Richard says he is done being a criminal—but the law isn't done with him. Ever since he completed his four-year prison sentence for armed robbery, the 28-year-old from Montgomery, Alabama, has been struggling to get back on his feet. He admits to making mistakes—"I dropped out of school, fell into the street life … did things I shouldn't do"—but now that he has served his time, he's asking for a second chance.
He says he can't understand why Alabama has a lifetime ban on people with felony convictions getting food stamps or public assistance, or why people like him don't have rights when it comes to housing or getting hired. Although his skills as an electrician are in high demand, he has so far been unable to find a job or a home on account of his record. But the biggest insult of all, he says, is his lack of civil rights in the land of Martin Luther King. Together with around four million other former felons nationwide—most of them impoverished—Richard is legally barred from going to the polls. "Some people don't believe in second chances," he says. "No way my voice can be heard."
Andy and Maria were criminals of a different kind: They picked the wrong country of birth and decided to pick again when they grew up. Having spent the better part of their combined 177 years waiting to attain the holy grail of U.S. citizenship, the elderly couple from Mexico take pride in their legal status after a lifetime of unlawful labor in the fields and factories of Texas and California. Pooling their $700 a month in Social Security is enough to pay the mortgage on the 400-square-foot trailer they call home in one of the unincorporated colonias outside El Paso, Texas—but only just. In spite of their hard-won citizenship, Andy says that voting and getting heard is a stretch. "The politicians only come here when they're looking for votes—don't care about the little people," he says. Last election, for example, they waited outside in line for over three hours before casting a ballot because the state neglected to properly staff their polling place. "I guess they didn't think any of us would vote," Maria says. Still, she maintains that waiting in line is a small price to pay when a third to half of their neighbors—and 22 million non-citizens nationwide—are prevented from going to the polls.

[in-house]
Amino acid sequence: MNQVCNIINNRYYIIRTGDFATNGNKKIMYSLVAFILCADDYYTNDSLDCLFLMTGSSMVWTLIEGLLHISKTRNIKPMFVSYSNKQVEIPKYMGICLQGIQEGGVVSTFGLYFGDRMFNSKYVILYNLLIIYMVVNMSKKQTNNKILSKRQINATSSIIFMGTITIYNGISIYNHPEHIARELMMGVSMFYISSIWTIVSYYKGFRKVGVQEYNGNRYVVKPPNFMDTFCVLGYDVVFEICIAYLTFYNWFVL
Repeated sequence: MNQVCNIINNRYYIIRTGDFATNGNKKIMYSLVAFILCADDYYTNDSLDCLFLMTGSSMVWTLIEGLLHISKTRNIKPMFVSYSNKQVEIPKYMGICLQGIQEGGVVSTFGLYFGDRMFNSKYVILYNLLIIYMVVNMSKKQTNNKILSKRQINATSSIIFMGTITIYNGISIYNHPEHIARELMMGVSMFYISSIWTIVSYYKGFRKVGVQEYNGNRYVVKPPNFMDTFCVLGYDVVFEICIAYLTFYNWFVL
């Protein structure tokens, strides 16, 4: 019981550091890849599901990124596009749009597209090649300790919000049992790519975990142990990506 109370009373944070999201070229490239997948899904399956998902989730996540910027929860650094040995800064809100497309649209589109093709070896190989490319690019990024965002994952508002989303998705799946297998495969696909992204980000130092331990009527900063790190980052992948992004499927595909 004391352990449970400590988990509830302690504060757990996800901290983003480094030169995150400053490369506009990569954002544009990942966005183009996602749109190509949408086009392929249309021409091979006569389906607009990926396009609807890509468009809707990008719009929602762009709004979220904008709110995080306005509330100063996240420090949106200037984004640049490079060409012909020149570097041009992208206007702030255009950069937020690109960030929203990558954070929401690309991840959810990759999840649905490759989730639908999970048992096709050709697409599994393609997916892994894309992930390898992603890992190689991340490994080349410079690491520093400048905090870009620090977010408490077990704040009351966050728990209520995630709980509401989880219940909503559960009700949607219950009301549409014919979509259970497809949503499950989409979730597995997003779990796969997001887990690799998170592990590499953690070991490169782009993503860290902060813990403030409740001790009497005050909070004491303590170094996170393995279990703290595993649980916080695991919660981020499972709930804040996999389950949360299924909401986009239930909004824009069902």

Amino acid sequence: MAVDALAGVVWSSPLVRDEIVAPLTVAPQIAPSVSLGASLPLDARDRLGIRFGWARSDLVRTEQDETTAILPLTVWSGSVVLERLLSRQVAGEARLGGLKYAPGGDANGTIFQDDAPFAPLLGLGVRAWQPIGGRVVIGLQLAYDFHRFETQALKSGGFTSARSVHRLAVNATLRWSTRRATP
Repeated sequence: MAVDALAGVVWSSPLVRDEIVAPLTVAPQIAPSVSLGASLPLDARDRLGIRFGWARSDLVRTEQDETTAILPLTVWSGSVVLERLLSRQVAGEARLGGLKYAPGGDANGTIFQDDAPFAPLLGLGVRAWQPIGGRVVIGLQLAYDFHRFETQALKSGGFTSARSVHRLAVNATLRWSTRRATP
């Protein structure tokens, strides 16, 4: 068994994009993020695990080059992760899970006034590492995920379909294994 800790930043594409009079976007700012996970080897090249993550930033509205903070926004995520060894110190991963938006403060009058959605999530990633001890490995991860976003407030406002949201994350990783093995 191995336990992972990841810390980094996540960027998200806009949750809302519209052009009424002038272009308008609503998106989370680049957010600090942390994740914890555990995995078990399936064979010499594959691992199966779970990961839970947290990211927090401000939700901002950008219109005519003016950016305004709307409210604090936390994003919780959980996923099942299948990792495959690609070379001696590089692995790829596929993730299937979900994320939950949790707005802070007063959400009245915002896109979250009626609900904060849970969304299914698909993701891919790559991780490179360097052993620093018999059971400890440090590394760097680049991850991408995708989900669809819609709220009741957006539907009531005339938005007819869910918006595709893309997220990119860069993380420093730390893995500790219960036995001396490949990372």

Malik never broke any laws. He did not make the mistake of being born abroad. In fact, the former social worker now on disability was born and raised in the heart of the nation's capital. That's where he went wrong, as far as citizenship is concerned: Malik and some 630,000 Americans living in Washington, D.C.—along with over 4 million taxpaying U.S. citizens in Puerto Rico and the other island territories—lack voting representation in Congress. For most of their history, they even lacked the right to vote in presidential elections or, for Washingtonians, to choose their city leaders. According to Malik, it doesn't help that D.C. and Puerto Rico top the poverty charts, a fact with which he has become personally acquainted since losing his job and moving into an overcrowded shelter not far from the U.S. Capitol. He views poverty as both personal and political: "People that got the money, they put their people in place," he says. "Ain't got no representation in Congress!"
These four American citizens are imperfect, like you and I, but that's not all. They are members of an impoverished underclass—50 million strong—whose ranks have swelled since the Great Recession to the highest rate and number below the poverty line in nearly 50 years. Nearly half of them—20.5 million people, including each of the people mentioned above—are living in deep poverty on less than $12,000 per year for a family of four, the highest rate since record-keeping began in 1975. Add to that the hundred million citizens who are struggling to stay a few paychecks above the poverty line, and fully half the U.S. population is either poor or "near poor," according to the Census Bureau.